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away and determine what my results were. >> obviously you've been making all kinds of changes, you know, in miami about trying to reduce people who are going to venues, right, whether it be bars and restaurants. so what do you say to them? when they look at you they say, okay, you're fine, that might be me, you're young, too. there's a reason why you got that test, why you were proactive, why you chose to stay home, and that was because you could infect other people even though you yourself were not going to get very sick, right? >> yeah, that was the responsible thing to do. and you can't just think about yourself in these situations. you have to think about your loved ones, the elderly and your own family. we do among the elderly this can be a fatal disease and we do the fatality rate among the elderly can be significant according to some of the early reports we've seen. so we are asking all elderly members of our community to stay home. we're asking all members of our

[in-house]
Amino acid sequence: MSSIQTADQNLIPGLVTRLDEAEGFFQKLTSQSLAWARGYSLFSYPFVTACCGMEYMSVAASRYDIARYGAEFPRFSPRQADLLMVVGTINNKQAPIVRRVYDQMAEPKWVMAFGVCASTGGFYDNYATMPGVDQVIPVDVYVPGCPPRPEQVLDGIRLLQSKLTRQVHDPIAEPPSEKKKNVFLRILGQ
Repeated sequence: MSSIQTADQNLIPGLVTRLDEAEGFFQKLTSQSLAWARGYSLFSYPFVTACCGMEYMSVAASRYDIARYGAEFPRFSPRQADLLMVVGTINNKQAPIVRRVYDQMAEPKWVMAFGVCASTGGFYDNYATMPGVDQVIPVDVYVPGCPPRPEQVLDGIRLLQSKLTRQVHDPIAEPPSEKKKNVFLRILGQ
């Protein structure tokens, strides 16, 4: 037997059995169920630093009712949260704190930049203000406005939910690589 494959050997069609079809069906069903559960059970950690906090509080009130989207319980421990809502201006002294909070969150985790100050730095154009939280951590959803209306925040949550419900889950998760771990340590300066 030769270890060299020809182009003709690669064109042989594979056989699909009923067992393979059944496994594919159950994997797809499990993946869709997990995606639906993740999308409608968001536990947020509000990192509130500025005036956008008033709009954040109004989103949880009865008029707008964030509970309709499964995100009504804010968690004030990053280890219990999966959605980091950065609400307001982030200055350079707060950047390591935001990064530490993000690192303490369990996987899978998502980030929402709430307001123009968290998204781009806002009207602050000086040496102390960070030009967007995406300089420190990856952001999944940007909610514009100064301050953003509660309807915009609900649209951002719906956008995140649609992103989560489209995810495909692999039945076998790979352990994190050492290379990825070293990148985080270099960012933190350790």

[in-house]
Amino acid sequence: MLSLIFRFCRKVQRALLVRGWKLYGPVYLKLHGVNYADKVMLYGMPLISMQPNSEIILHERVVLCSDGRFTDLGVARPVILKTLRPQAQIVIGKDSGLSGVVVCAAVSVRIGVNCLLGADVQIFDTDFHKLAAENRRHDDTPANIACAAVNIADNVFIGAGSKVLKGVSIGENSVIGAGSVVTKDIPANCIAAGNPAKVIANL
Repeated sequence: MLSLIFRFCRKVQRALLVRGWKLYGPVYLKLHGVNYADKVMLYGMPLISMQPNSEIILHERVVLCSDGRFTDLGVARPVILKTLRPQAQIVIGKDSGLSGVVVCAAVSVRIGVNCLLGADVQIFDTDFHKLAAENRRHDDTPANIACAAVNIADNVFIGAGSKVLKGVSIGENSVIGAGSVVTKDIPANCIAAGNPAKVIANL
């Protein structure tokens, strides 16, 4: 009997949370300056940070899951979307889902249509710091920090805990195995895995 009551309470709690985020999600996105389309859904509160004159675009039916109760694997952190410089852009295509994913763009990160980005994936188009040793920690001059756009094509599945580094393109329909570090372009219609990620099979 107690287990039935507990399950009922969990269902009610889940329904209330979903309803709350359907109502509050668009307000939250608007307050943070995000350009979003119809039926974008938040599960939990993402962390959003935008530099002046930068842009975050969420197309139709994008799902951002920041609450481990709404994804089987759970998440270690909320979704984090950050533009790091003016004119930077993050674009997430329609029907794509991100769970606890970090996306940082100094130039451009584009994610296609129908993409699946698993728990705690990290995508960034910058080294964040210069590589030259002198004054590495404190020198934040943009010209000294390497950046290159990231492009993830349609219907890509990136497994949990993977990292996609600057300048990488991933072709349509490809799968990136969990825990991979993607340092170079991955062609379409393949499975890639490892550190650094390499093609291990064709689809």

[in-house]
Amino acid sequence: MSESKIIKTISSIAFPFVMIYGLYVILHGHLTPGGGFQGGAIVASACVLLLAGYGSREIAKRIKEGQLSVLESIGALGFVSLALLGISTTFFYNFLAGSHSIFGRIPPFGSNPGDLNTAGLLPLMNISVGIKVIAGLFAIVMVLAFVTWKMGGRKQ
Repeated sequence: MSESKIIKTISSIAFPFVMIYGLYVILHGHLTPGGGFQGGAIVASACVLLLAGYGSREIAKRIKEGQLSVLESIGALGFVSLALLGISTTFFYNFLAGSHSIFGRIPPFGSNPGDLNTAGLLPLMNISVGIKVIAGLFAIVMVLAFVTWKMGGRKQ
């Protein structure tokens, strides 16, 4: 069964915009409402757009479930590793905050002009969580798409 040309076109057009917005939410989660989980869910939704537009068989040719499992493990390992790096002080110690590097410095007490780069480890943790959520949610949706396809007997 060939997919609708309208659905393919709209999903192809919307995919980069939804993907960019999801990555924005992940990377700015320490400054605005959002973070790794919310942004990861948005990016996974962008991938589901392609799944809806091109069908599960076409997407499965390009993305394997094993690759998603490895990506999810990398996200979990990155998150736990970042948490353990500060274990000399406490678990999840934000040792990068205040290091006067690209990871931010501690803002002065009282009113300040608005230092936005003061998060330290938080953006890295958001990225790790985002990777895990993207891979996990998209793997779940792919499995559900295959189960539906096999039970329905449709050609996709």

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community to respect social distancing, and we are closing restaurants and bars other than for take out essentially. >> mayor suarez, i appreciate your time. i'm glad to talk to you again and i'm really glad it's under the circumstances that it is, that you're doing so well. all right, thank you, sir. and i'll talk to you soon. and next the stock market in another free fall, another historic drop. and finding any bit of encouragement as people are just so suddenly and stunningly cut off from their every day lives. >> this is my dad, mel brooks. hi, dad. ose... jamie, are there any interesting photos from your trip? ouch, okay. huh, boring, boring, you don't need to see that. oh, here we go. can you believe my client steig had never heard of a home and auto bundle or that renters could bundle? wait, you're a lawyer? only licensed in stockholm. what is happening? jamie: anyway, game show,